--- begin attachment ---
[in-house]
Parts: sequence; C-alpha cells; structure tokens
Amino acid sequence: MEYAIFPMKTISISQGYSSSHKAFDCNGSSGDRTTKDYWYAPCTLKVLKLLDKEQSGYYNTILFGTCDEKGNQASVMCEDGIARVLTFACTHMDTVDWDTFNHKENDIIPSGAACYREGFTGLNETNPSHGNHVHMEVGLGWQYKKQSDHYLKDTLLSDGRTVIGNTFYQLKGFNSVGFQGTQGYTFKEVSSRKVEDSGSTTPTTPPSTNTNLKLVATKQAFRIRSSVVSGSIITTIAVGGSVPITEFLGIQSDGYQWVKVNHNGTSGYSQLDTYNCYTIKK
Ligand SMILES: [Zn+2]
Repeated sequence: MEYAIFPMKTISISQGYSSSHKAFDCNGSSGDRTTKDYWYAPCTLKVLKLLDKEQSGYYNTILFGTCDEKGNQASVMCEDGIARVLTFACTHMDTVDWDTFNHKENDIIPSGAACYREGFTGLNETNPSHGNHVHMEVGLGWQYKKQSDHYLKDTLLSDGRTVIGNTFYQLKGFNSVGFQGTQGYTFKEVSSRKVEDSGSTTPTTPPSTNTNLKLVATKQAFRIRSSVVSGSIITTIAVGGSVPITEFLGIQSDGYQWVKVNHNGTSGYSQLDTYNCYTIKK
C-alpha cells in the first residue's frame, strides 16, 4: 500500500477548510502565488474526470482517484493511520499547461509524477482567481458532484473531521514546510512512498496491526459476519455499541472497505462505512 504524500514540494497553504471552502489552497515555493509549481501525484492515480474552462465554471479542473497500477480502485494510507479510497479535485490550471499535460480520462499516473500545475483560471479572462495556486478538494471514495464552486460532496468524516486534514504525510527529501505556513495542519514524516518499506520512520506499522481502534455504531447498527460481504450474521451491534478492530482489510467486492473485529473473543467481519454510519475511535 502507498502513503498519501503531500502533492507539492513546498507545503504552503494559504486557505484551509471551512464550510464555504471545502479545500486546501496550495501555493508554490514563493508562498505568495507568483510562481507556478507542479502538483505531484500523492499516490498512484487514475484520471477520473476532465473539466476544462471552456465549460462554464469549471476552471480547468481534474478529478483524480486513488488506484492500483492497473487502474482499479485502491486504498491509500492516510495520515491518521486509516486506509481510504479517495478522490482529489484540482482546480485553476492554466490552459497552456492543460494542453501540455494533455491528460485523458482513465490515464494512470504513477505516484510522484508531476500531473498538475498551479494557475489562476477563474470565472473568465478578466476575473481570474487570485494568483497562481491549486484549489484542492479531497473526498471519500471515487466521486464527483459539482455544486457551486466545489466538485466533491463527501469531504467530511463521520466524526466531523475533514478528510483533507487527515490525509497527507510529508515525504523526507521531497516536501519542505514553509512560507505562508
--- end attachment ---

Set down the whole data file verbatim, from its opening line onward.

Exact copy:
[in-house]
Parts: sequence; C-alpha cells; structure tokens
Amino acid sequence: MEYAIFPMKTISISQGYSSSHKAFDCNGSSGDRTTKDYWYAPCTLKVLKLLDKEQSGYYNTILFGTCDEKGNQASVMCEDGIARVLTFACTHMDTVDWDTFNHKENDIIPSGAACYREGFTGLNETNPSHGNHVHMEVGLGWQYKKQSDHYLKDTLLSDGRTVIGNTFYQLKGFNSVGFQGTQGYTFKEVSSRKVEDSGSTTPTTPPSTNTNLKLVATKQAFRIRSSVVSGSIITTIAVGGSVPITEFLGIQSDGYQWVKVNHNGTSGYSQLDTYNCYTIKK
Ligand SMILES: [Zn+2]
Repeated sequence: MEYAIFPMKTISISQGYSSSHKAFDCNGSSGDRTTKDYWYAPCTLKVLKLLDKEQSGYYNTILFGTCDEKGNQASVMCEDGIARVLTFACTHMDTVDWDTFNHKENDIIPSGAACYREGFTGLNETNPSHGNHVHMEVGLGWQYKKQSDHYLKDTLLSDGRTVIGNTFYQLKGFNSVGFQGTQGYTFKEVSSRKVEDSGSTTPTTPPSTNTNLKLVATKQAFRIRSSVVSGSIITTIAVGGSVPITEFLGIQSDGYQWVKVNHNGTSGYSQLDTYNCYTIKK
C-alpha cells in the first residue's frame, strides 16, 4: 500500500477548510502565488474526470482517484493511520499547461509524477482567481458532484473531521514546510512512498496491526459476519455499541472497505462505512 504524500514540494497553504471552502489552497515555493509549481501525484492515480474552462465554471479542473497500477480502485494510507479510497479535485490550471499535460480520462499516473500545475483560471479572462495556486478538494471514495464552486460532496468524516486534514504525510527529501505556513495542519514524516518499506520512520506499522481502534455504531447498527460481504450474521451491534478492530482489510467486492473485529473473543467481519454510519475511535 502507498502513503498519501503531500502533492507539492513546498507545503504552503494559504486557505484551509471551512464550510464555504471545502479545500486546501496550495501555493508554490514563493508562498505568495507568483510562481507556478507542479502538483505531484500523492499516490498512484487514475484520471477520473476532465473539466476544462471552456465549460462554464469549471476552471480547468481534474478529478483524480486513488488506484492500483492497473487502474482499479485502491486504498491509500492516510495520515491518521486509516486506509481510504479517495478522490482529489484540482482546480485553476492554466490552459497552456492543460494542453501540455494533455491528460485523458482513465490515464494512470504513477505516484510522484508531476500531473498538475498551479494557475489562476477563474470565472473568465478578466476575473481570474487570485494568483497562481491549486484549489484542492479531497473526498471519500471515487466521486464527483459539482455544486457551486466545489466538485466533491463527501469531504467530511463521520466524526466531523475533514478528510483533507487527515490525509497527507510529508515525504523526507521531497516536501519542505514553509512560507505562508